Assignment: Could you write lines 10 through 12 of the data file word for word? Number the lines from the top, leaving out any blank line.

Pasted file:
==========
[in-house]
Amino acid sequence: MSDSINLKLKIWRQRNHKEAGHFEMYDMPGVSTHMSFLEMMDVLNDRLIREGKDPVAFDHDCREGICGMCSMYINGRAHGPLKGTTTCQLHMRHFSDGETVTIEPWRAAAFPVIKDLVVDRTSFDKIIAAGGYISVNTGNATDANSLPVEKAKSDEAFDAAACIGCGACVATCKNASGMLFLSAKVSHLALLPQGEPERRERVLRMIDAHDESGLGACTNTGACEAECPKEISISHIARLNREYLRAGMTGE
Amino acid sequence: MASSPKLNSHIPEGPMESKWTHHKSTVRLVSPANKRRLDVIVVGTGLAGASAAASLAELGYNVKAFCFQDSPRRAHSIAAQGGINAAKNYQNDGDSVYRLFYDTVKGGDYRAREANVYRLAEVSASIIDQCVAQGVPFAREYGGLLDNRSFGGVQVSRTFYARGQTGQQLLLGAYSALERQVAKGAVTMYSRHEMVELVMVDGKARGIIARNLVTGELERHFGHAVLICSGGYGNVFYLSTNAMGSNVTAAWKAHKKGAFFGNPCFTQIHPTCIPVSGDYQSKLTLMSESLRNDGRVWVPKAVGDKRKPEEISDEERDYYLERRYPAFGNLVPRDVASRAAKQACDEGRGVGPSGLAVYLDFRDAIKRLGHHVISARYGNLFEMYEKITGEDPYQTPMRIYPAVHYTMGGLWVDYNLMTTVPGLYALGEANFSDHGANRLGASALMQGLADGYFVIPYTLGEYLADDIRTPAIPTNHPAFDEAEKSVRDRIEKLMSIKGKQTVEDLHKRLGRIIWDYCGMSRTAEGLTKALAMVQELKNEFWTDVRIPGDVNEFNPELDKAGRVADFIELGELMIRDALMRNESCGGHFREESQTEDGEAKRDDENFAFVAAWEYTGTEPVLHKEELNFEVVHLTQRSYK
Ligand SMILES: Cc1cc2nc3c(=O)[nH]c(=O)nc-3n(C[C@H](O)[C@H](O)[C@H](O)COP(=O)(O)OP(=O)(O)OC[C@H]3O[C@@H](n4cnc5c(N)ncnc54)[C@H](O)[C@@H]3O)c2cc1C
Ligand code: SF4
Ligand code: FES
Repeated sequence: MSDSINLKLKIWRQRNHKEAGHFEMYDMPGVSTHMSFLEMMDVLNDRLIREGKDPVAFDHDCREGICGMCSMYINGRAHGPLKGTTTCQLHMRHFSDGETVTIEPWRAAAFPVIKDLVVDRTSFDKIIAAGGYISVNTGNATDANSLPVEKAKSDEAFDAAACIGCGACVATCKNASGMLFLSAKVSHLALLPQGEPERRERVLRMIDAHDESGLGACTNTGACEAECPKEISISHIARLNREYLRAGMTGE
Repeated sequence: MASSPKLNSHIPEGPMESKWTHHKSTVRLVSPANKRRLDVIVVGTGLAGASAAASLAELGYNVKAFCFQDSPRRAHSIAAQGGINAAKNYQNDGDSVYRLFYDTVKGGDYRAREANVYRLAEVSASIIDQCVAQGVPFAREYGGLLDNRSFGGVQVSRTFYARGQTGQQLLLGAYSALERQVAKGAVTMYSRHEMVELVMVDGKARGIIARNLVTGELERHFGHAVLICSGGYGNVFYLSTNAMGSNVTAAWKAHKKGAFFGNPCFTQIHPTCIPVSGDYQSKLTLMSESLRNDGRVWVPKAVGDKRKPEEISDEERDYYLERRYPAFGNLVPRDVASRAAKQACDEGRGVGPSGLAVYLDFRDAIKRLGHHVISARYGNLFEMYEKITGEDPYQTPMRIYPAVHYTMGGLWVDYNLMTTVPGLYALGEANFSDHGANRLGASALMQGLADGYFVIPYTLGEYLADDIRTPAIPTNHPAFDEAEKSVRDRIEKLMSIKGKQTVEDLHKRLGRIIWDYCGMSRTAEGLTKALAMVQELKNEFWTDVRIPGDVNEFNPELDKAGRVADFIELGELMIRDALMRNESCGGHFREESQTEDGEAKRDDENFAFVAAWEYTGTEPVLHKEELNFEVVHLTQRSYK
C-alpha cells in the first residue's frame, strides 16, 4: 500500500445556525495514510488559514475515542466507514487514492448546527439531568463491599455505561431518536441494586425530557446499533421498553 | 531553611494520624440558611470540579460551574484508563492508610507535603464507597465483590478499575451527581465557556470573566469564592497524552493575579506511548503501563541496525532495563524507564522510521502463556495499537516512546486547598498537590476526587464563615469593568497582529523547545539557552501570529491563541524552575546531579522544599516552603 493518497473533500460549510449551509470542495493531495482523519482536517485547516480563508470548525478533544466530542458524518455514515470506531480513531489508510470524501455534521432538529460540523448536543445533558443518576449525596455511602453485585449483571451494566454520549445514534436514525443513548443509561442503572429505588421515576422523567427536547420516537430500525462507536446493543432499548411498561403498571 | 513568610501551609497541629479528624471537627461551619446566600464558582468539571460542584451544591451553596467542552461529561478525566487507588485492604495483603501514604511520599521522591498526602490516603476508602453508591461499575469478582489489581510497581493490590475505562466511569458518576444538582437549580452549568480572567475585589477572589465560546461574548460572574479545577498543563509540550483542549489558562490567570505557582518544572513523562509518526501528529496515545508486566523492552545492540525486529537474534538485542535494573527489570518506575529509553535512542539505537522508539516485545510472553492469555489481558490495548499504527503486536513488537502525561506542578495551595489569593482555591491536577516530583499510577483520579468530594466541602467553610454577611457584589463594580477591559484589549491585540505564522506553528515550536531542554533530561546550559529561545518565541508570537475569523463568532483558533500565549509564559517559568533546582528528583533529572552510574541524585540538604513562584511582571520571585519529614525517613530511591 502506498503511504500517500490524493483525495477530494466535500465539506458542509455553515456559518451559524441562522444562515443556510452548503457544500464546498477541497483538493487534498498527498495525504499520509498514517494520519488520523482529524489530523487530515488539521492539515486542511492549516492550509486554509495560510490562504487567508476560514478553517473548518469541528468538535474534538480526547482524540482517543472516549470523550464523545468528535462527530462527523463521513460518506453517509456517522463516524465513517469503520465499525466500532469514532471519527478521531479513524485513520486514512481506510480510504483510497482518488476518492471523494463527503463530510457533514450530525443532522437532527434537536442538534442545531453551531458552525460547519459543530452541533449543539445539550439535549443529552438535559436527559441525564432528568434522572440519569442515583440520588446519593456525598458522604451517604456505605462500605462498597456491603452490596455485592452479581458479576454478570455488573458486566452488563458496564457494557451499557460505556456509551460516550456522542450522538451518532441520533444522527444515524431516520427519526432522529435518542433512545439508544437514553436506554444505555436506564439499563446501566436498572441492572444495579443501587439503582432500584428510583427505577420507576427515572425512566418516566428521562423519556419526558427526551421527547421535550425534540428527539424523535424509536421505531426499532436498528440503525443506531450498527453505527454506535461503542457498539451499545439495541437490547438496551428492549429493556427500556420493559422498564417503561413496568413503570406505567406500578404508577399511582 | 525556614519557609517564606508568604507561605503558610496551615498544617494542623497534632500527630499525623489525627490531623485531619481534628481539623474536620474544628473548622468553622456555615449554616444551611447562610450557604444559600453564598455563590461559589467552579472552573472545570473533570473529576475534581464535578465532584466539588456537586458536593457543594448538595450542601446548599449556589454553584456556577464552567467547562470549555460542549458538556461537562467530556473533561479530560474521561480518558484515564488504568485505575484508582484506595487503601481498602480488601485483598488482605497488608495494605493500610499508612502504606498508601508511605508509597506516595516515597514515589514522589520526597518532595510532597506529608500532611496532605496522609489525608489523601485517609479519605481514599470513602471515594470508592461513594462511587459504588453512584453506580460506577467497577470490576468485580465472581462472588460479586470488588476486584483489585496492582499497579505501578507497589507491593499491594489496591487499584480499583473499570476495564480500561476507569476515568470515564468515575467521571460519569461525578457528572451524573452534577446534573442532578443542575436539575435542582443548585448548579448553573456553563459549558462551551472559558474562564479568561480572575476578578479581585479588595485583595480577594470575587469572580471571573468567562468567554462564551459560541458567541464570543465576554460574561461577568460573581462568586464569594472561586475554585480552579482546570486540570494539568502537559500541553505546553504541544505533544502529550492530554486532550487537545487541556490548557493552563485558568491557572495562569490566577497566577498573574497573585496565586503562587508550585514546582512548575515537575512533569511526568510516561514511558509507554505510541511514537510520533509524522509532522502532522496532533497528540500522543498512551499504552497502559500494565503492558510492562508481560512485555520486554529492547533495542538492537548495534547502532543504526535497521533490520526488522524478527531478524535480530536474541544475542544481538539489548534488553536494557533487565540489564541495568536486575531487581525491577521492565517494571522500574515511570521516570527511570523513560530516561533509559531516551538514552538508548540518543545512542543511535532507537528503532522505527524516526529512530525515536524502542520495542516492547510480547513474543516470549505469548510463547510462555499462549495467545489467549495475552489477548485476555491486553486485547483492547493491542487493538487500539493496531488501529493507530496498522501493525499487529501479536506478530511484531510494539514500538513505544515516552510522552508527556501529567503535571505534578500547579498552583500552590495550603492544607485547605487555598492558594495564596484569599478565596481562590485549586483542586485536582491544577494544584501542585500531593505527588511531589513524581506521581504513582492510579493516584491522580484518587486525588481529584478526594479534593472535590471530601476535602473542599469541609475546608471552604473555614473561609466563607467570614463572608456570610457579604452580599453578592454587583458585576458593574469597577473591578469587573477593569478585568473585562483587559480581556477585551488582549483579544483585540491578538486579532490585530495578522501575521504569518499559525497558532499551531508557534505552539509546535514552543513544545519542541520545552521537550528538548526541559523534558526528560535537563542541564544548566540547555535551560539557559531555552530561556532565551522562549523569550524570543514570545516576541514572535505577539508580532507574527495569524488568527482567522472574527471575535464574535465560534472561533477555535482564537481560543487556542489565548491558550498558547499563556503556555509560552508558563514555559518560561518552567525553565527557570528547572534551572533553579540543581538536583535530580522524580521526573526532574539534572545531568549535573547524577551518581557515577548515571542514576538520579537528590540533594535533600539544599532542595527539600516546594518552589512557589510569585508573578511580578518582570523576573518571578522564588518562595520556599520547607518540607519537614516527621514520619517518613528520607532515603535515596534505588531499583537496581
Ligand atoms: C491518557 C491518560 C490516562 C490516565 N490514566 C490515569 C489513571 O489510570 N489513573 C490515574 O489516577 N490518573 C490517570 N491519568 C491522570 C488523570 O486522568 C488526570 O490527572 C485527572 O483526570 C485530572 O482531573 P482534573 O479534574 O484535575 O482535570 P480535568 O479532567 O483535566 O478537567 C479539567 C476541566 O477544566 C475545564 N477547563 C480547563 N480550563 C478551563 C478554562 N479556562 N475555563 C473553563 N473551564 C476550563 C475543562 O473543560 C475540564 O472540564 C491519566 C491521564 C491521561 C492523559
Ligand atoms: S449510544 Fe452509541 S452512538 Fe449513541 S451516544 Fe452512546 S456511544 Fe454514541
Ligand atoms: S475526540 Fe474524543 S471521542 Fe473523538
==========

Ligand atoms: C491518557 C491518560 C490516562 C490516565 N490514566 C490515569 C489513571 O489510570 N489513573 C490515574 O489516577 N490518573 C490517570 N491519568 C491522570 C488523570 O486522568 C488526570 O490527572 C485527572 O483526570 C485530572 O482531573 P482534573 O479534574 O484535575 O482535570 P480535568 O479532567 O483535566 O478537567 C479539567 C476541566 O477544566 C475545564 N477547563 C480547563 N480550563 C478551563 C478554562 N479556562 N475555563 C473553563 N473551564 C476550563 C475543562 O473543560 C475540564 O472540564 C491519566 C491521564 C491521561 C492523559
Ligand atoms: S449510544 Fe452509541 S452512538 Fe449513541 S451516544 Fe452512546 S456511544 Fe454514541
Ligand atoms: S475526540 Fe474524543 S471521542 Fe473523538